Indonesia’s Geophysical Agency has registered an 8.9 magnitude earthquake in the Aceh region, off the coast of northern Sumatra. A tsunami warning has been issued, the US Geological Survey reports.
Indonesia’s disaster mitigation agency is sending a rescue team to Aceh, after the quake knocked out the province’s electricity and sent locals scrambling for higher ground, Reuters reports.
Waves from a possible tsunami could reach the provincial capital Banda Aceh shortly, according to the Pacific Tsunami Warning Center.
“Earthquakes of this size have the potential to generate a widespread destructive tsunami that can affect coastlines across the entire Indian Ocean basin,”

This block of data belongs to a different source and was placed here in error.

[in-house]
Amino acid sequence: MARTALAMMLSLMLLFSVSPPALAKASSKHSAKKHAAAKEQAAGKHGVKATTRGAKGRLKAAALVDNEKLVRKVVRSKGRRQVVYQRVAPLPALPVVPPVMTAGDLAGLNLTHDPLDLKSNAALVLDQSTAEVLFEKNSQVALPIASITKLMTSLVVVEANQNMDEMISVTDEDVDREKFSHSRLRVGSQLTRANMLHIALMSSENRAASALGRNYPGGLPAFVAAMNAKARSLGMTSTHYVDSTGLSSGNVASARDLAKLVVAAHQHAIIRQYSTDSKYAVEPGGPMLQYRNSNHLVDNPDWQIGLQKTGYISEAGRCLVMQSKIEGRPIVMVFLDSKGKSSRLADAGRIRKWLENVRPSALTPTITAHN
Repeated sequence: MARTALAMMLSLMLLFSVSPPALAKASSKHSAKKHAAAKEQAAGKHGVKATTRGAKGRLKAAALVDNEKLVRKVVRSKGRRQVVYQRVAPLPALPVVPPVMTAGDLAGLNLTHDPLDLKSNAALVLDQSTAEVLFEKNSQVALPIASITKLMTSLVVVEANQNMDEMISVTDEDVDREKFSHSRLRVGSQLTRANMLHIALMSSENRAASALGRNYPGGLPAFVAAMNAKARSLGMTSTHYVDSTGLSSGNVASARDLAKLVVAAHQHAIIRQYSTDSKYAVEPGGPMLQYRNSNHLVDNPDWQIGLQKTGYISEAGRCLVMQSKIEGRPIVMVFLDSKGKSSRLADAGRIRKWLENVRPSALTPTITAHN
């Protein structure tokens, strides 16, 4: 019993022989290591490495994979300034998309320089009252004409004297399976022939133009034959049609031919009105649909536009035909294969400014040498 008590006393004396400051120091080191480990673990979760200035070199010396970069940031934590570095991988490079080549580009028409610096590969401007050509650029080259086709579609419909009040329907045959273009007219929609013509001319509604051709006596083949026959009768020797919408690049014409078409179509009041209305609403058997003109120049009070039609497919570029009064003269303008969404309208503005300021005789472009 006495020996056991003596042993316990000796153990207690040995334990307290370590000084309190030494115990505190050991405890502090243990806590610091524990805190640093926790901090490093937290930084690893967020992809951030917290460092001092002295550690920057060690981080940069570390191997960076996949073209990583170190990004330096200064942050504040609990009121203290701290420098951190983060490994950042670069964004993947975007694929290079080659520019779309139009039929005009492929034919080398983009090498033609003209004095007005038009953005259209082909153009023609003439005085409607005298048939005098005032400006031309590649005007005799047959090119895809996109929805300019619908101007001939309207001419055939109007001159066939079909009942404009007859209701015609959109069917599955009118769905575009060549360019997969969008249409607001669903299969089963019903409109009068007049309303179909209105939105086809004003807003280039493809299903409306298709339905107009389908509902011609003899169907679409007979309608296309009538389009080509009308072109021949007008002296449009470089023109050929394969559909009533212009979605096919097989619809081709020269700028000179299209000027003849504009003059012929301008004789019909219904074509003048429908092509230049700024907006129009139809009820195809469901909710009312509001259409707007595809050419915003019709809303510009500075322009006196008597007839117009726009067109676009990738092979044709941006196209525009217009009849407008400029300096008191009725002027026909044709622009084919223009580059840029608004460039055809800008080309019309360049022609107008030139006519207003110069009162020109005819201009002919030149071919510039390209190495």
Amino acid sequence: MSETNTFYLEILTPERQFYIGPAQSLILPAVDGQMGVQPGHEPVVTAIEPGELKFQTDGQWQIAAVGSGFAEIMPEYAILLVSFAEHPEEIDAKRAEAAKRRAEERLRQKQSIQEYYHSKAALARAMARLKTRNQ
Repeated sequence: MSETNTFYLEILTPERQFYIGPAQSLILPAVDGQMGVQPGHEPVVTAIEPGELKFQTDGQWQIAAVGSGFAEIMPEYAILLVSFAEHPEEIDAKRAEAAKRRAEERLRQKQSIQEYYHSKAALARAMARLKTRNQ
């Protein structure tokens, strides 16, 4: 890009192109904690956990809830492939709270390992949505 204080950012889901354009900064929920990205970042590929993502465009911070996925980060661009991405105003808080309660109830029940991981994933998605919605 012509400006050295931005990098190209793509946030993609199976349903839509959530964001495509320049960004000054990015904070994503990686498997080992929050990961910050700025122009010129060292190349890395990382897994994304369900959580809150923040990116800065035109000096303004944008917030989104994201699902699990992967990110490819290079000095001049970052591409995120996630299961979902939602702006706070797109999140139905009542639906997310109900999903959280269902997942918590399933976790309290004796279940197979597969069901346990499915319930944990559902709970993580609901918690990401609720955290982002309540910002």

the Warning Center said, as quoted by Al Arabiya.
The Centre is closely monitoring the situation. At this time, Indonesia’s Geophysical Agency has not received reports of damage or rise in water levels in Aceh.
Banda Aceh is the closest city to the quake’s epicenter, which lies 33 km beneath the ocean floor. With a population of over 220,000, it’s located some 500 kilometers away.
Tremors from the earthquake have been felt in Singapore, Thailand, Malaysia and southern India. Witnesses said on Twitter that high-rise apartments and offices on Malaysia’s west coast shook for at least a minute. India’s port of Chennai shut after the quake, a local official told Reuters.
Indonesia straddles a series of fault lines that makes the vast island nation prone to volcanic and seismic activity.
In December 2004, a giant 9.1 quake triggered a tsunami in the Indian Ocean that killed 230,000 people, nearly three quarters of them in Aceh.
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